Sport tourers aren’t quite dead yet, not even pining for the fjords of Norway, but the segment is far weaker than it once was. With that in mind, it’s interesting to see Chinese manufacturer cranking out a sporty touring bike, with decent-looking equipment, yet surprisingly low on muscle.

Zongshen mostly builds smaller machines, with its Cyclone adventure bike (as sold by California Scooter Company) probably its best-known products in North America. However, they’re a cut above the wimpy old air-cooled 200-class duallies that China used to enter the world moto markets. This sport tourer, officially known as the Zongshen Cyclone RG3, is a good example of that up-specced machinery.

Instead of a hacked-up, air-cooled vintage Honda single-cylinder design, this is a liquid-cooled parallel twin, just like all the cool kids in Europe are designing. However, it’s only a 400, supposedly putting out 42 horsepower at 9,500 rpm. Max torque is supposed to be 25 pound-feet at 8,000 rpm.

Decent lines, not like earlier Chinese sportbikes which were just plain terrible. Photo: Zongshen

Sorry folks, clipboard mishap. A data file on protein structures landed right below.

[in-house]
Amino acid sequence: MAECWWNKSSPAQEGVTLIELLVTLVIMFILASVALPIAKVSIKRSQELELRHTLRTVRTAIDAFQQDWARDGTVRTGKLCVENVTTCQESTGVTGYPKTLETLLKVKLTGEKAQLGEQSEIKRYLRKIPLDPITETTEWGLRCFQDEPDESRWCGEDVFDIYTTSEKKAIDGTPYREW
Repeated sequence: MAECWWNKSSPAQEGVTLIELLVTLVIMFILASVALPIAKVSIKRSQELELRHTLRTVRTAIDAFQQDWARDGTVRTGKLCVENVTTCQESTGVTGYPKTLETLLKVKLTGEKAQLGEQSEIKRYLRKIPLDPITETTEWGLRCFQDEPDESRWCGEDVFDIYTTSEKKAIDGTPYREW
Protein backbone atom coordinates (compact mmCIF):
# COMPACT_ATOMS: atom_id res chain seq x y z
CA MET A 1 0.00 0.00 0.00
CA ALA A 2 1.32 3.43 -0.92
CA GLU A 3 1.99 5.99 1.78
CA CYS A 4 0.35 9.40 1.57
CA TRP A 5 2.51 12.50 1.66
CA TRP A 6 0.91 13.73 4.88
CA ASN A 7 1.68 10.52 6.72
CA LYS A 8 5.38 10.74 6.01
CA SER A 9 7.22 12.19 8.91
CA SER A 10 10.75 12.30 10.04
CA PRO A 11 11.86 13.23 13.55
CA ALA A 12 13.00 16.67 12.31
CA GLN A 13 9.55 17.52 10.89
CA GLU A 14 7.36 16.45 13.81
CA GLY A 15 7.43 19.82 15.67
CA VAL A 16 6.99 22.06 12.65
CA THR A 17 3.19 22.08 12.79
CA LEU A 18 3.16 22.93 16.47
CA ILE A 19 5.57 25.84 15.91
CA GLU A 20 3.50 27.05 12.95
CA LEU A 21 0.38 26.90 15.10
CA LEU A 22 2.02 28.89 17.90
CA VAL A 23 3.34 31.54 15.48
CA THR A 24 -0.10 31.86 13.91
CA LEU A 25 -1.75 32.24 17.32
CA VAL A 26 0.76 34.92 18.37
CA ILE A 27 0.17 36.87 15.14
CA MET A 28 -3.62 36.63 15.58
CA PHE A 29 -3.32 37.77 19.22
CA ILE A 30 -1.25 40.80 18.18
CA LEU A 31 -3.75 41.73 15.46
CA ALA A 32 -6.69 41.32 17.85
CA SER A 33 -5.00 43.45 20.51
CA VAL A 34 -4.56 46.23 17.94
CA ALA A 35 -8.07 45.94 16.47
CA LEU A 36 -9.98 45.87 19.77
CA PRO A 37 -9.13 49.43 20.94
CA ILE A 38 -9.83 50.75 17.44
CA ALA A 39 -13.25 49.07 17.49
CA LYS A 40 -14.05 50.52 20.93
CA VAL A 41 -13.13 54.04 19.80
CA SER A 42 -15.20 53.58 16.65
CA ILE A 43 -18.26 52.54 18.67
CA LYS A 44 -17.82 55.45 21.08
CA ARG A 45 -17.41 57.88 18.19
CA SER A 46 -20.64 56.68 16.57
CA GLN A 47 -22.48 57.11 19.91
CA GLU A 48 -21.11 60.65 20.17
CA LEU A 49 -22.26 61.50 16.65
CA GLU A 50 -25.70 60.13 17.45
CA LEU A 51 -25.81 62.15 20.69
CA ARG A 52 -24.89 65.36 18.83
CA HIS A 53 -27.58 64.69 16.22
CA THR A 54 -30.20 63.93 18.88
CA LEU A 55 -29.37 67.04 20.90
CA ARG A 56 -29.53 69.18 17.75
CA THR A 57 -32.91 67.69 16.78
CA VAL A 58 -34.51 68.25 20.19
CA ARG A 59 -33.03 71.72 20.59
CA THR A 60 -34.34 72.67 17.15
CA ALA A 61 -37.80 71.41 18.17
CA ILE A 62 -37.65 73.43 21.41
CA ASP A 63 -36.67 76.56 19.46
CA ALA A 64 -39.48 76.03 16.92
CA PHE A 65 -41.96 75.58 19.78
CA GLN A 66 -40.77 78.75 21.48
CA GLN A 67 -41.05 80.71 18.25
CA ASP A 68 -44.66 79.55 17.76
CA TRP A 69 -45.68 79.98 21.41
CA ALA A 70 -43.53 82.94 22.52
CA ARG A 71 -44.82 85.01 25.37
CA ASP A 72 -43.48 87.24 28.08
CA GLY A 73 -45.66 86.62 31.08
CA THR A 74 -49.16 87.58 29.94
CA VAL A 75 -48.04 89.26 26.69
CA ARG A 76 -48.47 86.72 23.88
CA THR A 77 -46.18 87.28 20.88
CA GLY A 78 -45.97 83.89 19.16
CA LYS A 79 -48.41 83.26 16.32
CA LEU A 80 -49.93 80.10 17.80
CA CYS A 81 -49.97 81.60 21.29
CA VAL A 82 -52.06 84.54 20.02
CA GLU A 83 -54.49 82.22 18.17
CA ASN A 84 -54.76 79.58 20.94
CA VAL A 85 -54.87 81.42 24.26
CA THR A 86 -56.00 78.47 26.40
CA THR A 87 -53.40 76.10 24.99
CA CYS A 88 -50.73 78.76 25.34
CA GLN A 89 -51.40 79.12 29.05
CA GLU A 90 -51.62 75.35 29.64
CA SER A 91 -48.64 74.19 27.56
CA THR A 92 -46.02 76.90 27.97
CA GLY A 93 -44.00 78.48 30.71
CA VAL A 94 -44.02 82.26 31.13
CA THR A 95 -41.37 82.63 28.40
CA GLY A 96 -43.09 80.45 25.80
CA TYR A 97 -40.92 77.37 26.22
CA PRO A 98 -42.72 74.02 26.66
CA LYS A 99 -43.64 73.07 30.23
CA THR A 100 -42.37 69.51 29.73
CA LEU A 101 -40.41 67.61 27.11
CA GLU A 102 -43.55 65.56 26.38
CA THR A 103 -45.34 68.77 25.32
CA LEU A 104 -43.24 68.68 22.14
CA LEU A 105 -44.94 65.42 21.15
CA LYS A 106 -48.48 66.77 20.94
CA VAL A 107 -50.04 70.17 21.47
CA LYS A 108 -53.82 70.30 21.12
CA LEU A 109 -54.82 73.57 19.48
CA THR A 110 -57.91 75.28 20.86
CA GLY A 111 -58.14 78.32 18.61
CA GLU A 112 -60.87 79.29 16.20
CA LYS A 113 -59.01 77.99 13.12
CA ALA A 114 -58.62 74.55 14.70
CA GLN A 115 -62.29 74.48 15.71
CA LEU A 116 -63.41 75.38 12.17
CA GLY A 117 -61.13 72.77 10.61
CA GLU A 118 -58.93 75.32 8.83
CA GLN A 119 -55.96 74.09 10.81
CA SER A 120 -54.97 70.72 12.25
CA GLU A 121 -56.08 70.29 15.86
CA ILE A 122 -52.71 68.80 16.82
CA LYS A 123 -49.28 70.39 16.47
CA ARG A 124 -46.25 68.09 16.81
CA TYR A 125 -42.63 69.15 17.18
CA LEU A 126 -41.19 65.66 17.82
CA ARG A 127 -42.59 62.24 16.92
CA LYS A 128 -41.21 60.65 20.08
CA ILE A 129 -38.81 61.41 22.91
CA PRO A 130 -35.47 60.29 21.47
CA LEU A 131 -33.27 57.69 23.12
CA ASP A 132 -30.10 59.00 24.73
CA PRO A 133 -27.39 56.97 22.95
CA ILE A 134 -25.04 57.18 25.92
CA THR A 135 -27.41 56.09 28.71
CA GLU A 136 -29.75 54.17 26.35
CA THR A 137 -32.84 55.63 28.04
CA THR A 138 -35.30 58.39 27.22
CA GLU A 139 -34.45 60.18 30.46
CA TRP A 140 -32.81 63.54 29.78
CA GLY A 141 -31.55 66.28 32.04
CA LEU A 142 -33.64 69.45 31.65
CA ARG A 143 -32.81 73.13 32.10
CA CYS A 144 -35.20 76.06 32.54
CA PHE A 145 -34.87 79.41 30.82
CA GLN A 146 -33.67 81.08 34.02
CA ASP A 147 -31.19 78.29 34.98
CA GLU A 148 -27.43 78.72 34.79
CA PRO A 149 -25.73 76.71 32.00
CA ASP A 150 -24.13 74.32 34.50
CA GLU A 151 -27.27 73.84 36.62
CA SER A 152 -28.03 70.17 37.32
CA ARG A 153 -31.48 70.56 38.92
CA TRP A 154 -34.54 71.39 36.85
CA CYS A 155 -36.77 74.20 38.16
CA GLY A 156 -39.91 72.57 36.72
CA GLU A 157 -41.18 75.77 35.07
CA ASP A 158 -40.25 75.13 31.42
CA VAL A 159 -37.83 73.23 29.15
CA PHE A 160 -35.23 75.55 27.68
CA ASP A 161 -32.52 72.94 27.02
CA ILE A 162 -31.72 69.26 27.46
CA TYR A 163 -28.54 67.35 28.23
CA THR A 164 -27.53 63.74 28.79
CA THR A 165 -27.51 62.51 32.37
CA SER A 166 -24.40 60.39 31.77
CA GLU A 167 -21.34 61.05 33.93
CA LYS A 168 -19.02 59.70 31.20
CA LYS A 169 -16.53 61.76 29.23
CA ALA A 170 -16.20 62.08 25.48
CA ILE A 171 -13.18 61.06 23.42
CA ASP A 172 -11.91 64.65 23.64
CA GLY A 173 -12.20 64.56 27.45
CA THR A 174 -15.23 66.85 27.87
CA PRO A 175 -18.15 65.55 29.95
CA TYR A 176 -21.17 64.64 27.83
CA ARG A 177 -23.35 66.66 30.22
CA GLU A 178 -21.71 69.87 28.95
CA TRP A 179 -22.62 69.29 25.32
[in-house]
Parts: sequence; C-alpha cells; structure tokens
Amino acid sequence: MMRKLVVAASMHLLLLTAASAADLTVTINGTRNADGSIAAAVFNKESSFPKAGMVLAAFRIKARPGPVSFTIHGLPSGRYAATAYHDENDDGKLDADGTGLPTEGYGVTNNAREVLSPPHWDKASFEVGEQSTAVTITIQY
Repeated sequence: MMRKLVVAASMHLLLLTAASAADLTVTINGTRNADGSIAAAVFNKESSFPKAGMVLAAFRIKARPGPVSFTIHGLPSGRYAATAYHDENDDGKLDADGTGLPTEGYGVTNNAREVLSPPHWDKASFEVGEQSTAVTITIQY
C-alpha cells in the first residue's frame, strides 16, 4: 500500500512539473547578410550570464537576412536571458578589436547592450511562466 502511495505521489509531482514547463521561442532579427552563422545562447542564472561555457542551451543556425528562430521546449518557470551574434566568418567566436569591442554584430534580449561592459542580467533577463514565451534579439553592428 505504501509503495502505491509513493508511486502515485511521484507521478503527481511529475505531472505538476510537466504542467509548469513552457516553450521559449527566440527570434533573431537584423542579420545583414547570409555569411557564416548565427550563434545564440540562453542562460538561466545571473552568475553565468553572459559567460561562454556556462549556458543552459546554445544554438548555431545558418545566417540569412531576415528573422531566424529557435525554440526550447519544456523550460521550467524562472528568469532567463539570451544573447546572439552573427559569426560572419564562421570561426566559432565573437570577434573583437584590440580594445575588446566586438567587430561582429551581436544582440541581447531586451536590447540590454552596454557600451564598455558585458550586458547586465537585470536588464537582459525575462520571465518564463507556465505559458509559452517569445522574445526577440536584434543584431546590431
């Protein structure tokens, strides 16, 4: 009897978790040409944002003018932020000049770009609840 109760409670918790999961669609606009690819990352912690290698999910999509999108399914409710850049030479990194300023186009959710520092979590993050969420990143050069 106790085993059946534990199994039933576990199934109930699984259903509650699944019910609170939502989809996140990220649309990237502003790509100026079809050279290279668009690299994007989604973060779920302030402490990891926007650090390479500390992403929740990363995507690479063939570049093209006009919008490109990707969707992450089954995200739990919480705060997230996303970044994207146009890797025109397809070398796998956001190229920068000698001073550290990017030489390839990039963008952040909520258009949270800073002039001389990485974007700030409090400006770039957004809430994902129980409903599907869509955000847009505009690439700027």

That’s very decent for the Chinese market, but far from the hairy-chested power that North American customers want in a touring bike. Even Euros are used to mo’ powah, despite their not-too-long-ago love for bikes like the Honda Deuville, which emphasized long-distance practicality over muscle.

Still, it should be enough to almost do the ton, certainly capable of cruising at legal speeds on most of the world’s highways, with room left over for passing.

Enough room in those panniers for a weekend jaunt, at least. Photo: Zongshen

Even though it’s got a small engine, the Cyclone RG3 has useful kit like ABS and hard bags. even coming with ABS and a built-in video camera for recording your rides. Cool, but remember that this tech is cheap as chips in China, so not that big a deal for them to build it into the bike. No word on baggage capacity yet, that we’ve seen, or the bike’s weight.

Would it come to North America? Maybe, but unless CSC has customers banging down their door asking for one, unlikely. But if it did, we already know the perfect customer: A long-distance rider with a burning desire to enter the Iron Butt Rally’s Hopeless class.

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